Archaeologists and volunteers have made some exciting discoveries digging into the history of the Wemyss Caves.
Medieval pottery and animal bone are just a couple of the findings unearthed during the dig, which has taken place over the last week.
These been the first excavations to take place since Channel 4’s Time Team investigations in 2004.
The dig is part of a wider programme of events organised by the Save the Wemyss Ancient Caves Society (SWACS), with the SCAPE Trust, University of St Andrews, co-ordinating the archaeological work, which has been joined by Northern Picts Project archaeologists from the University of Aberdeen.
The caves are most famous for their Pictish carvings, of which about 50 survive.
One of the main aims of the dig was to more accurately date when these were made but it has also revealed evidence of how the caves were used.
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Joanna Hambly, archaeologist from the SCAPE Trust, revealed the discoveries made inside the Court Cave: “Just below the modern ground surface we have found a layer of trampled coal dust.
“We think this may have been walked in on the bottom of miners’ boots when they used the Court Cave for a popular coin-tossing gambling game.
“In the trench outside Court Cave, volunteers have made a tantalising discovery of medieval pottery and animal bone buried beneath over a metre of soil that has accumulated in front of the sandstone face of the cliff.
“The animal bone includes cow and deer bones which show signs of having been cut and split so are almost certainly food remains. This shows just how rich in history the area around the Wemyss Caves is.”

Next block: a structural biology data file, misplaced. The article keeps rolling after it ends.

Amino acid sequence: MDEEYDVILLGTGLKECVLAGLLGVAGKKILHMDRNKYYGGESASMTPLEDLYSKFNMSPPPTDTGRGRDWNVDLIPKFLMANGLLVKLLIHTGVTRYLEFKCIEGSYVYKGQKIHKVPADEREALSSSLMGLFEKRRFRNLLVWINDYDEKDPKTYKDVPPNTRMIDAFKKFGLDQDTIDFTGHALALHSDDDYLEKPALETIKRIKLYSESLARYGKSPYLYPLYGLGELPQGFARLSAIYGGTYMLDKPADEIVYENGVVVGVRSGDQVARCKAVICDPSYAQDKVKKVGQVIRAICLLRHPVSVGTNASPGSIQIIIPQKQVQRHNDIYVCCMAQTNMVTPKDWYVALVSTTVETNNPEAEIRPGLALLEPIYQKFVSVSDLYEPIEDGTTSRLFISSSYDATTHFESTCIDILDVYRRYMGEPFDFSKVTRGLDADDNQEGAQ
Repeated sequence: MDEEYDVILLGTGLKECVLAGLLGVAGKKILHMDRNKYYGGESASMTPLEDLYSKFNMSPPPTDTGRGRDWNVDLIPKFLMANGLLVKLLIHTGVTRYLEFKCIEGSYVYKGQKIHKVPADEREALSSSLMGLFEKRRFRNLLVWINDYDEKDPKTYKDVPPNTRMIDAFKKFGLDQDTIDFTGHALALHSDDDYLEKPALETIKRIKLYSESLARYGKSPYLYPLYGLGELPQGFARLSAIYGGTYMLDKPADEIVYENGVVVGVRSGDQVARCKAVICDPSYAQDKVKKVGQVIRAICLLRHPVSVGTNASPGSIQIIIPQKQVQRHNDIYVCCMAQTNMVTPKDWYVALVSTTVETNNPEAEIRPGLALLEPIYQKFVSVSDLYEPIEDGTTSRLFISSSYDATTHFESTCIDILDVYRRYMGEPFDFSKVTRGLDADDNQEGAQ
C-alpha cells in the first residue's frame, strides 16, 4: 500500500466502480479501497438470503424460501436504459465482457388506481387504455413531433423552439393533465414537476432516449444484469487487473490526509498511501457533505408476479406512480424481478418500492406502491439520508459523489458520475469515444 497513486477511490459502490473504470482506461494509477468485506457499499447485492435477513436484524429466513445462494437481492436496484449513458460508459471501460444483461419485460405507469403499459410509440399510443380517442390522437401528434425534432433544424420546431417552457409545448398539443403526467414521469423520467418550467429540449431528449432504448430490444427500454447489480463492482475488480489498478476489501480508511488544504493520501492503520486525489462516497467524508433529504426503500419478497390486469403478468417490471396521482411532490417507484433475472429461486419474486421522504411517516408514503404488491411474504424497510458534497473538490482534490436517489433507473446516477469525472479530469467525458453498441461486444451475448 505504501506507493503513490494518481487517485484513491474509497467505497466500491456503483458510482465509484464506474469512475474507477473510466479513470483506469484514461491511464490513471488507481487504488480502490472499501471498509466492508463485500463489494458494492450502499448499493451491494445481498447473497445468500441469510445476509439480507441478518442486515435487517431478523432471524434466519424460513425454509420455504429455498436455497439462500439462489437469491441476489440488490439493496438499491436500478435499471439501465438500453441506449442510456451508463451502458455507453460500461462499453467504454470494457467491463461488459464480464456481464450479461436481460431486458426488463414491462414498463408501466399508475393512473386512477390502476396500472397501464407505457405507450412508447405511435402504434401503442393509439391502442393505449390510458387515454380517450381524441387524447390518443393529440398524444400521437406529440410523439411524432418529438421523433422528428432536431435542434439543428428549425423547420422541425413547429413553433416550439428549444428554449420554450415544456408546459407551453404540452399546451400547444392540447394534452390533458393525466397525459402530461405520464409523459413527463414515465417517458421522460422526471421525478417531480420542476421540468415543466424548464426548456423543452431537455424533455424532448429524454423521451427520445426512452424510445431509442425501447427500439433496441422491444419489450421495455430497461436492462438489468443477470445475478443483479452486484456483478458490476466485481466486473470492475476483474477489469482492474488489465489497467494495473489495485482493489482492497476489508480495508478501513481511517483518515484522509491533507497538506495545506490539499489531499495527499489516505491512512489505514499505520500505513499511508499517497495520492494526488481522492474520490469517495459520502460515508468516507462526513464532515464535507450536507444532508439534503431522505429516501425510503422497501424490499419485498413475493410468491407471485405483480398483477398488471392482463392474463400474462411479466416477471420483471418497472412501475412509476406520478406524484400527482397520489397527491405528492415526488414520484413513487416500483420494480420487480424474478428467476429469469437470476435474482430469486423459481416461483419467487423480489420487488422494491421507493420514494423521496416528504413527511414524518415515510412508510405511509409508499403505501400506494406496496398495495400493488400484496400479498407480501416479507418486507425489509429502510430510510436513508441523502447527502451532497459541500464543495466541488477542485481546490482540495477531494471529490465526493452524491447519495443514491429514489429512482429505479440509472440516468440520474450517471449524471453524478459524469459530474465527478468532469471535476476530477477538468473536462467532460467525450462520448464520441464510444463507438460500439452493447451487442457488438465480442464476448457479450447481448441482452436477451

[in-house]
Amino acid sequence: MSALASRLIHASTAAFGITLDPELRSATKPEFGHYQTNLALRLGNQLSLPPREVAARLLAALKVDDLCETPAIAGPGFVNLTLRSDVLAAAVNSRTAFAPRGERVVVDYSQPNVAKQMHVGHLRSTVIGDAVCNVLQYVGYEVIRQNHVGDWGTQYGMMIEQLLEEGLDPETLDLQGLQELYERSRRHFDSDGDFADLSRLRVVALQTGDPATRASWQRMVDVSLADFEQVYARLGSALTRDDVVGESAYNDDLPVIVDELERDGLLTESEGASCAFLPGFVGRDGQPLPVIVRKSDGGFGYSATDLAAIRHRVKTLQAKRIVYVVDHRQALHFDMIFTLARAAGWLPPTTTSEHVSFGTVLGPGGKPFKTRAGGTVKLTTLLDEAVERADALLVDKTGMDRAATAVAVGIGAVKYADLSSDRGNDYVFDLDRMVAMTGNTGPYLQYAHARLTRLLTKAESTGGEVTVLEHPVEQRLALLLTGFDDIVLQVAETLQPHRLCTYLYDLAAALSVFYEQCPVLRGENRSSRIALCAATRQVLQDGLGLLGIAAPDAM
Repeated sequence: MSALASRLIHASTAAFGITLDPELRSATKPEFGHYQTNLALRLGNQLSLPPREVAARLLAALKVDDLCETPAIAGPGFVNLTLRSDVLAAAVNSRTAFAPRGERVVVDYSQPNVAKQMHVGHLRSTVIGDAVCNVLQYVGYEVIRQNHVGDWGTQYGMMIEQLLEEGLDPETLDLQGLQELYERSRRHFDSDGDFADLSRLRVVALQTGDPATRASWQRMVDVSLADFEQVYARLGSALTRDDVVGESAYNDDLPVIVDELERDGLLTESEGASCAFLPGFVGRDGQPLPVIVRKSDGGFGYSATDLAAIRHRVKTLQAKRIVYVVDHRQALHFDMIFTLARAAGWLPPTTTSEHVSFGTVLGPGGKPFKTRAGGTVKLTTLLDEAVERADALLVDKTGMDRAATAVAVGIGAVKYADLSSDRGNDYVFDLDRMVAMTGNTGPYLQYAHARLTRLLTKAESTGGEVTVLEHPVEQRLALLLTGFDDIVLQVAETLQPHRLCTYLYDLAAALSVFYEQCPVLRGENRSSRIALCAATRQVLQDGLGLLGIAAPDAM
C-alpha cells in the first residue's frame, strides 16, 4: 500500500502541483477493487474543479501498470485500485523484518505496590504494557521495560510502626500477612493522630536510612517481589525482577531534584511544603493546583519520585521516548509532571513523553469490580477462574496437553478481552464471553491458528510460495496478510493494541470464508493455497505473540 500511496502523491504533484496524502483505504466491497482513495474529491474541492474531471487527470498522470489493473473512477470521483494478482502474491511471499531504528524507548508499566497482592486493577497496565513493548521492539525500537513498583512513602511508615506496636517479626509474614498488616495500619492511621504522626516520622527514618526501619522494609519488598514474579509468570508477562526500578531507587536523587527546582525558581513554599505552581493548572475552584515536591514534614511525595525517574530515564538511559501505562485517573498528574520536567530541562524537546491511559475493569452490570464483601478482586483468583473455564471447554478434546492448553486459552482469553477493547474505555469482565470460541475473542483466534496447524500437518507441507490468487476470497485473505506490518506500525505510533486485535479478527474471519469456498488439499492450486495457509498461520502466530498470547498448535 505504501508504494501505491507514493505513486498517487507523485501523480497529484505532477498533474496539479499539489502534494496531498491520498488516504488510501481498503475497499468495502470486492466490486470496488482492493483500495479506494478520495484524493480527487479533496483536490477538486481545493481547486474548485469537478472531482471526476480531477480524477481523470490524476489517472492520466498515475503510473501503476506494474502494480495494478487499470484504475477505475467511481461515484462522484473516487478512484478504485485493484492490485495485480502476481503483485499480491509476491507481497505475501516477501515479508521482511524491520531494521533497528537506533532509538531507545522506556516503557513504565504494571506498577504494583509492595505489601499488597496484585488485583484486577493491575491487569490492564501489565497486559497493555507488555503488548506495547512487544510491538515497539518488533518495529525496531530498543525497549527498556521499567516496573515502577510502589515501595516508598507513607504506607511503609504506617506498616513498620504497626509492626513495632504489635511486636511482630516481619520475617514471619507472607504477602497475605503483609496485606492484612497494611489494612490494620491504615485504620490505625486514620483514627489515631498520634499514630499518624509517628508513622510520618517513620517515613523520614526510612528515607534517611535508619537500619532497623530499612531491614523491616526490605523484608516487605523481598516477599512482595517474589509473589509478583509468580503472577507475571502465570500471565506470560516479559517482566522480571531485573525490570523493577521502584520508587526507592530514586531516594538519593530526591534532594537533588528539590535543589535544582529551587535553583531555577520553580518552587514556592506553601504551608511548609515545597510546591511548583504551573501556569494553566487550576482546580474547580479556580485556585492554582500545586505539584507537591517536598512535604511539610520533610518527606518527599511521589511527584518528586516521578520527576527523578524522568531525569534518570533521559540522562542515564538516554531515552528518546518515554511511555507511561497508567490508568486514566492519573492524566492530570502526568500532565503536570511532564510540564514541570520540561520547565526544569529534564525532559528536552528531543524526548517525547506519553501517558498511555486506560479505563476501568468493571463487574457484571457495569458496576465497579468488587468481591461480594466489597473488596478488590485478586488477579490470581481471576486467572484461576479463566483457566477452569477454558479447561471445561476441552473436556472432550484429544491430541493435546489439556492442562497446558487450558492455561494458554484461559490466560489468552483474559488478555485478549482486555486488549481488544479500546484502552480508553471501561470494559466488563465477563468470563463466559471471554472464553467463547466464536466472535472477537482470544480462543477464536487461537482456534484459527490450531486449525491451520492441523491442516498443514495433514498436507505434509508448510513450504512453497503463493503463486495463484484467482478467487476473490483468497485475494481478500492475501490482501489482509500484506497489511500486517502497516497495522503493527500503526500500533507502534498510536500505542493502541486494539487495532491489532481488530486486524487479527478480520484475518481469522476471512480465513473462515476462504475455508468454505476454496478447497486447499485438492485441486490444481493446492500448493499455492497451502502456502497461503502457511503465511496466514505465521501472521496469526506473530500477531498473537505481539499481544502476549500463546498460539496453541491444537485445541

Meanwhile Tom Dawson, also an archaeologist from SCAPE, two students and members of SWACS are excavating in the Doo Cave, where they have dug through a thick layer of in-wash at the back of the cave.
This has revealed two further rows of niches thought to be nesting boxes for pigeons carved into the cave wall.
In the Sliding Cave, a team led by Gordon Noble from Aberdeen University and assisted by SWACS members has successfully re-discovered archaeological deposits possibly dating from the third to fifth centuries AD, which were first recorded in the Time Team excavations.
It is hoped that further analysis will reveal more information about the origin of the Pictish symbols.
Finally, volunteers from SWACS have been digging a series of test pits on the promontory adjacent to Macduff Castle to investigate whether it was occupied or used as a fort in the Pictish period.
Mike Arrowsmith, chairman of SWACS, said “The incredible number of volunteers and visitors shows how much the caves are valued and what important history they contain.
“But there’s still so much we don’t know about the caves, so hopefully when all the results from the excavations are back we’ll be a little bit further towards understanding how people used them throughout history and when the features date from.”